Report: Cash and cards still king, trust an issue with wallets

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A new study from leading European payment specialists Transact Payments reveals Brits overwhelmingly prefer to carry cash and use cards.

                       Cash and cards still king

Although digital wallets and other “alt” payments are making inroads, trust remains an issue with 56% of Brits saying they do not trust digital wallets as a payment method, and just over a third actually using digital wallets.

Cash, ATMs and branches: convenience and security

Based on an April 2022 survey of 1,000 UK adults from all regions of the UK, UK payments in transition to digital found 73% of UK consumers still carry cash.

Middlesbrough (at 92%) is the cash-carrying capital of the UK, followed by Cambridge (91%) and Exeter (90%). Most consumers prefer to use both cards and physical cash for payments.

The vast majority of Brits are concerned about the impact a cashless society would have on their elderly family and friends: 71% believe the elderly would be “cut off from society” if the UK moves to a fully cashless society.

Meanwhile, two-thirds of respondents would be worried if their area had no physical bank branches in five years’ time, though most do not use bank branches frequently and appreciate the reassurance and convenience of having a branch available.

Some 40% of respondents to this survey still use ATMs a few times a month, while more than one in five (22%) use ATMs even more frequently. More than three-quarters of Britons believe the UK will still have an ATM network in five years’ time.

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Digital wallets, crypto and the Metaverse: Brits uncertain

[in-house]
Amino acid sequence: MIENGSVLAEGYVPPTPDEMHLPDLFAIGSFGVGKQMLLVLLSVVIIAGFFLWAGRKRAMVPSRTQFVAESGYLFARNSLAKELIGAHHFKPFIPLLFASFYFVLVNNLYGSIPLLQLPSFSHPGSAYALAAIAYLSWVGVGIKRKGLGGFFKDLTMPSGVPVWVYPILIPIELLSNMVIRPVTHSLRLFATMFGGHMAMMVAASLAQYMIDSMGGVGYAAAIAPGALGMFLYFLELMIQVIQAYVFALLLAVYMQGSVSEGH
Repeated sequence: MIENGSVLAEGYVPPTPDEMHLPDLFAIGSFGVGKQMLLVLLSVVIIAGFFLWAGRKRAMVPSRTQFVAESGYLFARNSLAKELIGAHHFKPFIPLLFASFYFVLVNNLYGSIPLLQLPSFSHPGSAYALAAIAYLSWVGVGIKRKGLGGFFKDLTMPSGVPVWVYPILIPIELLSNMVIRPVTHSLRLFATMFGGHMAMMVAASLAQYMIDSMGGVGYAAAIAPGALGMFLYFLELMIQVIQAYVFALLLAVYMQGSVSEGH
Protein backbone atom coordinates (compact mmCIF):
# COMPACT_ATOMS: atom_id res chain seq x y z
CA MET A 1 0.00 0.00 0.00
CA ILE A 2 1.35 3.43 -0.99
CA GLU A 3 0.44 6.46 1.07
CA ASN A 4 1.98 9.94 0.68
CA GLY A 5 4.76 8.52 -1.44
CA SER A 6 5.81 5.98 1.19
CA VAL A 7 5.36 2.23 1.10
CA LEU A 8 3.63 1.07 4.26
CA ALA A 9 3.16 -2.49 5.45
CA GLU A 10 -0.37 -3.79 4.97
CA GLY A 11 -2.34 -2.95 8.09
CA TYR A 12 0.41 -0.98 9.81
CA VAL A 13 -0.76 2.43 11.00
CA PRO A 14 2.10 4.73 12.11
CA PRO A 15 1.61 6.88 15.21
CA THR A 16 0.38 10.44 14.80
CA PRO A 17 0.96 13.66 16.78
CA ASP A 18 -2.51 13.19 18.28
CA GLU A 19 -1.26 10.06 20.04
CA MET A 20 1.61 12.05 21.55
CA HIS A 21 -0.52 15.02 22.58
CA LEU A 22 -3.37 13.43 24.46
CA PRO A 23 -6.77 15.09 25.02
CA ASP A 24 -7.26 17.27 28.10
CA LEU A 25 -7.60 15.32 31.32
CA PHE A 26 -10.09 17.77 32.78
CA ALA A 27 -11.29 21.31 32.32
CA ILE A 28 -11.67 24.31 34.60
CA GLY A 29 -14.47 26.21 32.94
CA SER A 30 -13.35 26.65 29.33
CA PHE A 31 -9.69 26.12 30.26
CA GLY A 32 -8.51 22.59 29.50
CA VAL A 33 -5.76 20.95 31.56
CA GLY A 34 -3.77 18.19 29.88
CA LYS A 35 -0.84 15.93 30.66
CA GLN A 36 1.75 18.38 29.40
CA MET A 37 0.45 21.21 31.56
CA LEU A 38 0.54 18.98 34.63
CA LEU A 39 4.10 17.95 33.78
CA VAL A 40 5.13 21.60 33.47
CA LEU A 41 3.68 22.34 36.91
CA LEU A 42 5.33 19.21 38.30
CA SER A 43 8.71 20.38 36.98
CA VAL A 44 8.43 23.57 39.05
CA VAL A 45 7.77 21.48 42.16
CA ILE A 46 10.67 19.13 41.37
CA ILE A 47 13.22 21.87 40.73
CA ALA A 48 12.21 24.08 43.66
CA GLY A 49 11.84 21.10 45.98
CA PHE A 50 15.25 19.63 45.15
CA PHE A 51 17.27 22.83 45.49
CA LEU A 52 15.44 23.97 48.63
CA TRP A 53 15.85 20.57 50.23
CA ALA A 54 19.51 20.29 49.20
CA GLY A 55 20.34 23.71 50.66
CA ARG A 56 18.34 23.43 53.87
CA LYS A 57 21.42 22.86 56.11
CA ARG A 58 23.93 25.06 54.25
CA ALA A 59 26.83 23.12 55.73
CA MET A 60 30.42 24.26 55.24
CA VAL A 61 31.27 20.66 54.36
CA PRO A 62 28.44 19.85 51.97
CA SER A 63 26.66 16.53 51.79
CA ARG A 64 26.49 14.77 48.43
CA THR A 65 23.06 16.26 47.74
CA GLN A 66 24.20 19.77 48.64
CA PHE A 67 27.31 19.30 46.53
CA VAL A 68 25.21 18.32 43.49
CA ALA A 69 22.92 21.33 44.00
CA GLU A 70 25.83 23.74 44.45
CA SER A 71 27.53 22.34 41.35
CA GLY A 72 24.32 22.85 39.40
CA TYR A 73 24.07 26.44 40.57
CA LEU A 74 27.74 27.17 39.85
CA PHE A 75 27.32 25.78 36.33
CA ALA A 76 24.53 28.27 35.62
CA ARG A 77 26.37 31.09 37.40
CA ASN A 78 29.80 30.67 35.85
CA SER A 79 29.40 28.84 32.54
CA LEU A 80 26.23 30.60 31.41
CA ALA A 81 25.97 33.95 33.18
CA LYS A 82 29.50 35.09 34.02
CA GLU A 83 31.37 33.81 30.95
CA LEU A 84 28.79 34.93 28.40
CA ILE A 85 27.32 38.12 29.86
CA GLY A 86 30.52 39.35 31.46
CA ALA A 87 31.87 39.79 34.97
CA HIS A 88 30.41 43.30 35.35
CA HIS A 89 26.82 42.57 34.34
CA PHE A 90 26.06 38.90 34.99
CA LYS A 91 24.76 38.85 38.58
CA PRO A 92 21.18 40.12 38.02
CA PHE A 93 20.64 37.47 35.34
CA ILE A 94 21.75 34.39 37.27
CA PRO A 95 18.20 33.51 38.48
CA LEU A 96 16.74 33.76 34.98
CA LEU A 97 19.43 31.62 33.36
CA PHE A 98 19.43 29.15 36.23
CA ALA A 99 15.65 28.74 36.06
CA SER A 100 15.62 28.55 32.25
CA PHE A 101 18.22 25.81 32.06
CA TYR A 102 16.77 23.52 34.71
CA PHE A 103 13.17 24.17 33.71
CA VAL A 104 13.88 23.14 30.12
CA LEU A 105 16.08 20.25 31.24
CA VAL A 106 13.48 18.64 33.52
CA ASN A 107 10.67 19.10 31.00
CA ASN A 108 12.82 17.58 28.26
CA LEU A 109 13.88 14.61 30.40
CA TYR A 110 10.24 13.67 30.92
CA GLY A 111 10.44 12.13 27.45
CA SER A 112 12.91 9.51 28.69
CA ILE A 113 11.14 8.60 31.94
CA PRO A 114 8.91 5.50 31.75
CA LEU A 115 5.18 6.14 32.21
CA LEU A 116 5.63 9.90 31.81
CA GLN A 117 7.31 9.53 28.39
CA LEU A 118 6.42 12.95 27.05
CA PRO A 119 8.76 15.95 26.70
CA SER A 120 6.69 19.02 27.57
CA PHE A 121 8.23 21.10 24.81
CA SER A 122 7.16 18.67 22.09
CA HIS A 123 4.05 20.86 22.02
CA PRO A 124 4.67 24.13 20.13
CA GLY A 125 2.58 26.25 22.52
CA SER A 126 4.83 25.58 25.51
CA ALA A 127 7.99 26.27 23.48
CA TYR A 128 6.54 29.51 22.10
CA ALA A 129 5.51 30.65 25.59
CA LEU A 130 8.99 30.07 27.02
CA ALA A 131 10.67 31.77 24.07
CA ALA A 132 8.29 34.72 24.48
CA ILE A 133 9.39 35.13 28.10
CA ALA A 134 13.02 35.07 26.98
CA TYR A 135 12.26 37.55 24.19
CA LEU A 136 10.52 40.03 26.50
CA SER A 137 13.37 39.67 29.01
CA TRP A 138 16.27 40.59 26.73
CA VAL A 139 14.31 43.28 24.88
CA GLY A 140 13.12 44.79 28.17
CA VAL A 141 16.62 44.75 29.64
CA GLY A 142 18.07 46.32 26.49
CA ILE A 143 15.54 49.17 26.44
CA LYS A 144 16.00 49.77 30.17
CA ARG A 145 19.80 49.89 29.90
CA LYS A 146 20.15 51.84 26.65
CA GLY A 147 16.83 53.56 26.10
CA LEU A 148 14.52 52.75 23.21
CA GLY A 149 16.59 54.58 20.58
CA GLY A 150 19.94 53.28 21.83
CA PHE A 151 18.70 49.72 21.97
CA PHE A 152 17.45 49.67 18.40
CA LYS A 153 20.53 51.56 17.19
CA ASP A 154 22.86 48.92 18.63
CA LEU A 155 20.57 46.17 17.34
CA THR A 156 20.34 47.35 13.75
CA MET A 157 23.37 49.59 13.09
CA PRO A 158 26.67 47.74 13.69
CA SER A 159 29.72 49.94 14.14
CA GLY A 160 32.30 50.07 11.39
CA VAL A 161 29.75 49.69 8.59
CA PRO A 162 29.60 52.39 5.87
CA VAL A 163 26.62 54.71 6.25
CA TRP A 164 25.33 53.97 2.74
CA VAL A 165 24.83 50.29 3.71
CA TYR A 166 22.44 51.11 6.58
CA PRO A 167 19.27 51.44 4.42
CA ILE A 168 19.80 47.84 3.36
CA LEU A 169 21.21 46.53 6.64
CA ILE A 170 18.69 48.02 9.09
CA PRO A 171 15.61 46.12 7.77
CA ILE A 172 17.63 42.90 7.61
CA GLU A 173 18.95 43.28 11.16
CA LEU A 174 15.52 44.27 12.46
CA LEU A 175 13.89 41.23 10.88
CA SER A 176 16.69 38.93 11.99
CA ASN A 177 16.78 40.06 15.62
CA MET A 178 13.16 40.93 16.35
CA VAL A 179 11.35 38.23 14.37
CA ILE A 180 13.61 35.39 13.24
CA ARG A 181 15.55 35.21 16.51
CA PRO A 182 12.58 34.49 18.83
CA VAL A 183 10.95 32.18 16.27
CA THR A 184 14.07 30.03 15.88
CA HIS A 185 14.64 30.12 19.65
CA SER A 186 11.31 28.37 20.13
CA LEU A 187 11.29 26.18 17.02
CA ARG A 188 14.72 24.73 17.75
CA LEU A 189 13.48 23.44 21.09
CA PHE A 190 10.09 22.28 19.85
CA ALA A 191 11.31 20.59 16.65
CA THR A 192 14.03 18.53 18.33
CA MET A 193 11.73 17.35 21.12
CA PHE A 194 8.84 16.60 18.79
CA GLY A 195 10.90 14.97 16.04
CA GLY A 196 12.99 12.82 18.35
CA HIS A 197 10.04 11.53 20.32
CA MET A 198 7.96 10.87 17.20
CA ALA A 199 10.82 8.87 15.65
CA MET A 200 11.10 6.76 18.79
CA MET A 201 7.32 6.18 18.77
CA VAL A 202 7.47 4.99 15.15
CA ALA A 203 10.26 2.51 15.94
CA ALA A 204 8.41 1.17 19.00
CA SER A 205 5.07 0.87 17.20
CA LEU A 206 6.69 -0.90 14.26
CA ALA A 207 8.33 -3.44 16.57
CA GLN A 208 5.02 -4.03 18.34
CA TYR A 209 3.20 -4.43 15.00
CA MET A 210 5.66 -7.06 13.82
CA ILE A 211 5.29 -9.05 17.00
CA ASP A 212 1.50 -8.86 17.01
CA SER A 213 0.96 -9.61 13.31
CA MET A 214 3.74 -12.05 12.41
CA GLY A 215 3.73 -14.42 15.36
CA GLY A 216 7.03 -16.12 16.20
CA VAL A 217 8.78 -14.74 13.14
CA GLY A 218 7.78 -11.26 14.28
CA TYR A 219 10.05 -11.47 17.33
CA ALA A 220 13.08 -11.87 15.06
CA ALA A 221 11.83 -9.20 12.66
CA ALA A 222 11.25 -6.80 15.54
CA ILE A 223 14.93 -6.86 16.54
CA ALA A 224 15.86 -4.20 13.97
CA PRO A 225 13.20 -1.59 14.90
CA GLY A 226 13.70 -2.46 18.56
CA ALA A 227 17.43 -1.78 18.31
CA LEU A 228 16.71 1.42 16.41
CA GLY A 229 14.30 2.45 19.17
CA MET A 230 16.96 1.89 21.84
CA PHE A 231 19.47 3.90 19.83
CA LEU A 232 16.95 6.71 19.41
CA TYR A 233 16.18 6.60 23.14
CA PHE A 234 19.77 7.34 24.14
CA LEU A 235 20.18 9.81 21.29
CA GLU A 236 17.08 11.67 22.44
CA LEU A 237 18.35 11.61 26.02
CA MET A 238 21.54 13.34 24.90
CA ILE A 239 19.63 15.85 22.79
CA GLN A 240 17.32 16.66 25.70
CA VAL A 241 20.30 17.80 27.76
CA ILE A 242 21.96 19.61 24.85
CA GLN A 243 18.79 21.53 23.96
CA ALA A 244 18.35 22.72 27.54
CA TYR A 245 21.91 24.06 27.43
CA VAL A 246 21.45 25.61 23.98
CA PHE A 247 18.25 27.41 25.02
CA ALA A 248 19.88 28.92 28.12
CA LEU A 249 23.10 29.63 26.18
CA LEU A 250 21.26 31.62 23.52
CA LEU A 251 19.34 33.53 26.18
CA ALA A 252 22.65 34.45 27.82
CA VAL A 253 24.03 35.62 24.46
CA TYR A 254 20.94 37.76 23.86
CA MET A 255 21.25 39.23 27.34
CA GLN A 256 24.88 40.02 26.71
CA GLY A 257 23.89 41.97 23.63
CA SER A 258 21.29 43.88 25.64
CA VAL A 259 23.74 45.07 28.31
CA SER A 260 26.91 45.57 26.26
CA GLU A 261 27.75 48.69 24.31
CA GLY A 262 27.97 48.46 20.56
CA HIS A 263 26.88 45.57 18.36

Despite much focus on a potential “Britcoin”, the study from shows just 6% want to see the UK have a digital currency in the future.

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Going beyond crypto into a future “metaverse” in which all manner of activities – from software development to listening to music – can be created and paid for virtually, fully seven in ten Brits say they are not sold on the concept of payments in the metaverse.

Londoners are the only region to say they would be “comfortable” making such a payment, with 52% of those surveyed in the capital liking the idea.

While just over a third (34%) use digital wallets, usage is heavily skewed towards the young. Almost two-thirds (64.3%) of the 18-34 generation use digital wallets, compared to fewer than one in five of the 54-65 age bracket.

Apple dominates the market for digital wallet users at 46%, followed by PayPal (41%), while Google Wallet (at 9%) and Samsung Pay (3.2%) lag way behind.

Making sense of consumer attitudes to payments

Transact Payments’ study sets out a range of recommendations for payments companies and banks to consider, including preparing for a future in which older generations form a larger part of the population.

The implication is that those involved in the payments business should continue to invest in modern card management platforms and more powerful and secure cards.

At the same time, financial institutions and payments service providers (PSPs) should consider their options for continuity in cash handling, management of an ATM estate and the ability to accept and process payments using cash and cards.

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In that regard, this study notes the significance of the UK government’s recent commitment to bring in legislation that guarantees access to cash – and predicts that there’s still much life left in the UK’s cash handling, ATM and card acceptance networks.

For further detail and more strategic recommendations from Transact Payments click here to download a full copy of the report

 

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